A grant recipient may copyright any products produced or purchased under a grant award. However, the Department reserves a royalty-free nonexclusive, and irrevocable right to reproduce, publish or otherwise use the products including data produced under an award for Federal purposes and to authorize others to do so. (EDGAR, 74.36 (a)(c)(d) Intangible Property provides a detailed description of intangible property rights under a grant award.)

Must applicants consult with private schools, pursuant to Section 9501(a) of ESEA, before submitting their application?

Under Section 9501(a), this requirement applies to "programs authorized under" Part A of Title II. While the SEED program is funded through appropriations under Part A of Title II, it is not authorized under Part A of Title II. There this requirement does not apply to the SEED program.

Evidence Standards

Can a potential applicant submit their evidence for review by ED prior to submitting an application?

To ensure fairness and consistency in information and technical assistance provided to all prospective applicants, we are unable to review evidence documentation before the application deadline.

Does a study submitted to demonstrate "moderate evidence of effectiveness" have to be on the specific intervention that the applicant is using, or can it support a similar strategy in a different context?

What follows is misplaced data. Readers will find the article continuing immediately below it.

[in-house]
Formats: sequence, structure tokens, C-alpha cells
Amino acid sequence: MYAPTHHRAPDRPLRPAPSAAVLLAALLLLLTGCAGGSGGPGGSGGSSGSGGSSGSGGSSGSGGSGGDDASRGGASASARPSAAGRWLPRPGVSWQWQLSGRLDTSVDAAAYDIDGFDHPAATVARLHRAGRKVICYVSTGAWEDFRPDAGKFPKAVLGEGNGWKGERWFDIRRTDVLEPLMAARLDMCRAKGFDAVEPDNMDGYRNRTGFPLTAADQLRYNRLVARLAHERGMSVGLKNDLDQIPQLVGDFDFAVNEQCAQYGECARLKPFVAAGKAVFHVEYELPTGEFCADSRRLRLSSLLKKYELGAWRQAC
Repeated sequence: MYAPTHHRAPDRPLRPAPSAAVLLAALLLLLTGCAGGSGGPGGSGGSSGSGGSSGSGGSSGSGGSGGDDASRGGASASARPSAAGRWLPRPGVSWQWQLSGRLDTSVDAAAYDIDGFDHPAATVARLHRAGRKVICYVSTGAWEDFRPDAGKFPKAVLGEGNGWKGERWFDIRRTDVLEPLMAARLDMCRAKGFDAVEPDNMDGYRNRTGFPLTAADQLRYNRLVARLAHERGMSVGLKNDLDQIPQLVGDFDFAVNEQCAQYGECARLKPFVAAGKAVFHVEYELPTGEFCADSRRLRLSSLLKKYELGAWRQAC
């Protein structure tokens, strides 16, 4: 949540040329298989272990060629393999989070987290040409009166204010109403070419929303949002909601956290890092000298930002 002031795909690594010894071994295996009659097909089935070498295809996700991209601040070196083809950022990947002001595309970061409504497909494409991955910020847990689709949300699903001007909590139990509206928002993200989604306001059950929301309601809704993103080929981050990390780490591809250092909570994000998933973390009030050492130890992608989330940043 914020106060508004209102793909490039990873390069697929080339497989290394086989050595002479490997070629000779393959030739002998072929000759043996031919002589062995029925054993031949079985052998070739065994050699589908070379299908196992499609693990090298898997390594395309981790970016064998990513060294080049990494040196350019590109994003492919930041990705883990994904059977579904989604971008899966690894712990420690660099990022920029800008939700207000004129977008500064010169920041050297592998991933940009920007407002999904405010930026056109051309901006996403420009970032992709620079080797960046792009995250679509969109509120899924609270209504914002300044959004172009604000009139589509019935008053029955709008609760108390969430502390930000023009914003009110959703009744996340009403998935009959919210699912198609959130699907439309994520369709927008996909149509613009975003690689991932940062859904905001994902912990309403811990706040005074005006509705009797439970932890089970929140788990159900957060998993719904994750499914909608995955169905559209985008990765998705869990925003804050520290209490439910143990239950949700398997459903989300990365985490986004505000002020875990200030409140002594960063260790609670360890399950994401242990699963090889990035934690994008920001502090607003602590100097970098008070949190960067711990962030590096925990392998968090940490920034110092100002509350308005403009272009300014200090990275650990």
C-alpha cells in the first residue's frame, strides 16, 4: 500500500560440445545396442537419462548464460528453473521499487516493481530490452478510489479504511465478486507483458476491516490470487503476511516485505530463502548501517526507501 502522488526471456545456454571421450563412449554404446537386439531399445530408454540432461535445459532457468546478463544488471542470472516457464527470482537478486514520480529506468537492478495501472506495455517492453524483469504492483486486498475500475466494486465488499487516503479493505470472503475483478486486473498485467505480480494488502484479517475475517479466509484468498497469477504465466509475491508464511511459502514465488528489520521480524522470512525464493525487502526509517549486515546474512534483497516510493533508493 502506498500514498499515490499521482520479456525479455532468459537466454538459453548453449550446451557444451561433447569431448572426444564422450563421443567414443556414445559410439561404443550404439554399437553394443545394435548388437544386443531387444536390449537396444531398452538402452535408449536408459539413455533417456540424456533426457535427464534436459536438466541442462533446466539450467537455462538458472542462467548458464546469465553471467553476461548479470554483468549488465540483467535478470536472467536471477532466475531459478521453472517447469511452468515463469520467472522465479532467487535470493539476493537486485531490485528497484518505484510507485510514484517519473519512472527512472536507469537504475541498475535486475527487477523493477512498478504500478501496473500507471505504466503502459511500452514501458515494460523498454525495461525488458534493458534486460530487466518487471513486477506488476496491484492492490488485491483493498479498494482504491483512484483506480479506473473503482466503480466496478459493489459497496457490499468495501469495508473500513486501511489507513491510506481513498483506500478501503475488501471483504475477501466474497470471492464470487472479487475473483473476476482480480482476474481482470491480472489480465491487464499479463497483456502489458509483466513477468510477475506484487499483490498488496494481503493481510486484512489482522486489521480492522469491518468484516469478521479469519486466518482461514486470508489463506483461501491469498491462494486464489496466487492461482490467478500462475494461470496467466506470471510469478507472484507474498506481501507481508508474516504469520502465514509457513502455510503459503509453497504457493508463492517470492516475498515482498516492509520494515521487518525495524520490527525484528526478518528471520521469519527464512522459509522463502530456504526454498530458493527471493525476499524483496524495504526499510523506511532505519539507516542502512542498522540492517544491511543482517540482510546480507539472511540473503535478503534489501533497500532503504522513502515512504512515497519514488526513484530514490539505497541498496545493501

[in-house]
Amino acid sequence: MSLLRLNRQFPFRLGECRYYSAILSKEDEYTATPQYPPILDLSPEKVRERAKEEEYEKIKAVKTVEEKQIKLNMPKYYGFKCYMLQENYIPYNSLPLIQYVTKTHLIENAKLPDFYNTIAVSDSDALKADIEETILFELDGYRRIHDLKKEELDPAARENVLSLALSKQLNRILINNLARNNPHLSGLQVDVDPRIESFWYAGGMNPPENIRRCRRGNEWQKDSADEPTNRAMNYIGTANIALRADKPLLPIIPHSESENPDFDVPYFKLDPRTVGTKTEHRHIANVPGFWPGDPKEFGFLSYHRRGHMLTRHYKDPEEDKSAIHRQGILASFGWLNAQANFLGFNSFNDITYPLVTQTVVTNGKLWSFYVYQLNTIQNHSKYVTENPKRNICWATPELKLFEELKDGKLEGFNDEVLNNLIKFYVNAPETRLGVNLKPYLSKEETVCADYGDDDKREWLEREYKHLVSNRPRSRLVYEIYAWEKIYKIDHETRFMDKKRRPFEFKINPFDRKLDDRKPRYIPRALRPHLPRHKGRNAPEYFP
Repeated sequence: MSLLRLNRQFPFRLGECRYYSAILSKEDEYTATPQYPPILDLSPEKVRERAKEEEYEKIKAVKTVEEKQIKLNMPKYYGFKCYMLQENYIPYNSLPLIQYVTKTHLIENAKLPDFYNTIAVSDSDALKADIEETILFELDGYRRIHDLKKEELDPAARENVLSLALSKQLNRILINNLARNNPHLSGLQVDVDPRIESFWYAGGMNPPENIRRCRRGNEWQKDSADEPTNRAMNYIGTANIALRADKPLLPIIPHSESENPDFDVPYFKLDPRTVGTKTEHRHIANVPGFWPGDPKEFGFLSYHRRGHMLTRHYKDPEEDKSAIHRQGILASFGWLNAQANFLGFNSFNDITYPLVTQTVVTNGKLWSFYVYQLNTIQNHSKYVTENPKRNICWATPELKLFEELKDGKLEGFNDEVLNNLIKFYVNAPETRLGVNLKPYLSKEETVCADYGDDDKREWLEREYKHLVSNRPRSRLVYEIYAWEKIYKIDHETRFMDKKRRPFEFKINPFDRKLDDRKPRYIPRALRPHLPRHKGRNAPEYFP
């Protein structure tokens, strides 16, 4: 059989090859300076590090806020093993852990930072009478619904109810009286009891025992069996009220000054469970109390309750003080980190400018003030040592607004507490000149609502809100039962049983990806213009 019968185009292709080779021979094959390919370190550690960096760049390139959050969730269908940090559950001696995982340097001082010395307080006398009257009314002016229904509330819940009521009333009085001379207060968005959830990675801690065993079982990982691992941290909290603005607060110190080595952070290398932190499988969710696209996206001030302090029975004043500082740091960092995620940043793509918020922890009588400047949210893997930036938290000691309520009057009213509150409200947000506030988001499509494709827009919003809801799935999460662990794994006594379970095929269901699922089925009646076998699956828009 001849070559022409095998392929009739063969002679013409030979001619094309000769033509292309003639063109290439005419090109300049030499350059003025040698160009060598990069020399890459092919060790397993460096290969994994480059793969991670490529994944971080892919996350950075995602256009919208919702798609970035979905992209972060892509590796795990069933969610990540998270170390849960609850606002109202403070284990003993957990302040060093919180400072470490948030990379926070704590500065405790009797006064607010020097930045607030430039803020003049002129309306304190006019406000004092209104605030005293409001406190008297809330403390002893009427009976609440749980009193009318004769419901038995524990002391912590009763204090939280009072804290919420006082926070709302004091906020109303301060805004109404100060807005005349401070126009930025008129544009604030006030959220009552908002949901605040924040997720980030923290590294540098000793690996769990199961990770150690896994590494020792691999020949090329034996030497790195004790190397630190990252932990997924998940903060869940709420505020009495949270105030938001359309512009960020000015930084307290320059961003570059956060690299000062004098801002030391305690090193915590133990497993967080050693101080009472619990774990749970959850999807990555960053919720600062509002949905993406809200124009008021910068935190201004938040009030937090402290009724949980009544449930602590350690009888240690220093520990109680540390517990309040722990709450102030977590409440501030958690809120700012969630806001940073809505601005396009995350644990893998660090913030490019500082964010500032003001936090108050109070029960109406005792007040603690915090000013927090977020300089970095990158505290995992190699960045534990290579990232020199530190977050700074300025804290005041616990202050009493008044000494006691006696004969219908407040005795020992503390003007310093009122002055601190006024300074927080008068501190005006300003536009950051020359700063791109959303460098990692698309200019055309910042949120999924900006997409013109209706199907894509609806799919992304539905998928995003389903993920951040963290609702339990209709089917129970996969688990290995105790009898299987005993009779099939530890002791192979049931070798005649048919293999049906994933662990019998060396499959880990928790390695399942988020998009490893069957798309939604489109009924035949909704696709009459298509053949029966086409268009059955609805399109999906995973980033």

The study does not have to be completed by the applicant or conducted on the specific intervention proposed. However, the applicant must document how the study or evidence supports the effectiveness of the "process, product, strategy, or practice" proposed in the application. Additionally, the applicant must demonstrate that the population that it proposes to serve overlaps with the sample in the study.

What does overlapping population mean in the definitions of the evidence standards?

The definitions for both strong and moderate evidence of effectiveness require that the studies submitted must include “a sample that overlaps with the populations or settings proposed” to be served by the project. While the people served by a proposed project do not need to be the exact people served in the study, the applicant must document how the settings or populations are related.

Eligibility Criteria

Are organizations that operate regionally, but provide services in several states eligible to apply?

For the purposes of the SEED program, the definition of "national not-for-profit organization" does not draw a distinction between a regional or a national organization as long as the organization meets the definition, including having "staff or affiliates in multiple States."